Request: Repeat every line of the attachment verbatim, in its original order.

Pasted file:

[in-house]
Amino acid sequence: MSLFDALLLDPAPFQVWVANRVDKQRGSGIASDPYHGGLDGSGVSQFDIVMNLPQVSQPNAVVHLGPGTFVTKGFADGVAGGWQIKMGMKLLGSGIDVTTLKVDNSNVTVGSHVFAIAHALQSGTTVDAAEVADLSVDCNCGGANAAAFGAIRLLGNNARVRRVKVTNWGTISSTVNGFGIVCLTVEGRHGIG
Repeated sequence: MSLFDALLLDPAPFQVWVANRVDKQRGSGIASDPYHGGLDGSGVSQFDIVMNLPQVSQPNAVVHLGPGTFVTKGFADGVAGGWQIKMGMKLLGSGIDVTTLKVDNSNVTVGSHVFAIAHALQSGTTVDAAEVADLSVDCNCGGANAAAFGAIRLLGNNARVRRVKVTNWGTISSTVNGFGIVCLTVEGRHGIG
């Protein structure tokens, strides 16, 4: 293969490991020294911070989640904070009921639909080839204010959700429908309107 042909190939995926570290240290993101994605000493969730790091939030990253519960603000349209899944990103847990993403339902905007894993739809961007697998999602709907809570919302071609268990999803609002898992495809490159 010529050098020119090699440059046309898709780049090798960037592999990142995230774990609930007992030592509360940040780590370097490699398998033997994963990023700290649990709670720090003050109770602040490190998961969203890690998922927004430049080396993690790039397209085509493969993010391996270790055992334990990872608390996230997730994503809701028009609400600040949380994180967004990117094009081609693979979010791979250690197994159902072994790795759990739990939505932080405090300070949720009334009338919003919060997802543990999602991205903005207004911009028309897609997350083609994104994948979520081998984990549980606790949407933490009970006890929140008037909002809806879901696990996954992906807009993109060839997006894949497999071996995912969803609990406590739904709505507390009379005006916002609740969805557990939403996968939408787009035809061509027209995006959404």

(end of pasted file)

[in-house]
Amino acid sequence: MSLFDALLLDPAPFQVWVANRVDKQRGSGIASDPYHGGLDGSGVSQFDIVMNLPQVSQPNAVVHLGPGTFVTKGFADGVAGGWQIKMGMKLLGSGIDVTTLKVDNSNVTVGSHVFAIAHALQSGTTVDAAEVADLSVDCNCGGANAAAFGAIRLLGNNARVRRVKVTNWGTISSTVNGFGIVCLTVEGRHGIG
Repeated sequence: MSLFDALLLDPAPFQVWVANRVDKQRGSGIASDPYHGGLDGSGVSQFDIVMNLPQVSQPNAVVHLGPGTFVTKGFADGVAGGWQIKMGMKLLGSGIDVTTLKVDNSNVTVGSHVFAIAHALQSGTTVDAAEVADLSVDCNCGGANAAAFGAIRLLGNNARVRRVKVTNWGTISSTVNGFGIVCLTVEGRHGIG
């Protein structure tokens, strides 16, 4: 293969490991020294911070989640904070009921639909080839204010959700429908309107 042909190939995926570290240290993101994605000493969730790091939030990253519960603000349209899944990103847990993403339902905007894993739809961007697998999602709907809570919302071609268990999803609002898992495809490159 010529050098020119090699440059046309898709780049090798960037592999990142995230774990609930007992030592509360940040780590370097490699398998033997994963990023700290649990709670720090003050109770602040490190998961969203890690998922927004430049080396993690790039397209085509493969993010391996270790055992334990990872608390996230997730994503809701028009609400600040949380994180967004990117094009081609693979979010791979250690197994159902072994790795759990739990939505932080405090300070949720009334009338919003919060997802543990999602991205903005207004911009028309897609997350083609994104994948979520081998984990549980606790949407933490009970006890929140008037909002809806879901696990996954992906807009993109060839997006894949497999071996995912969803609990406590739904709505507390009379005006916002609740969805557990939403996968939408787009035809061509027209995006959404």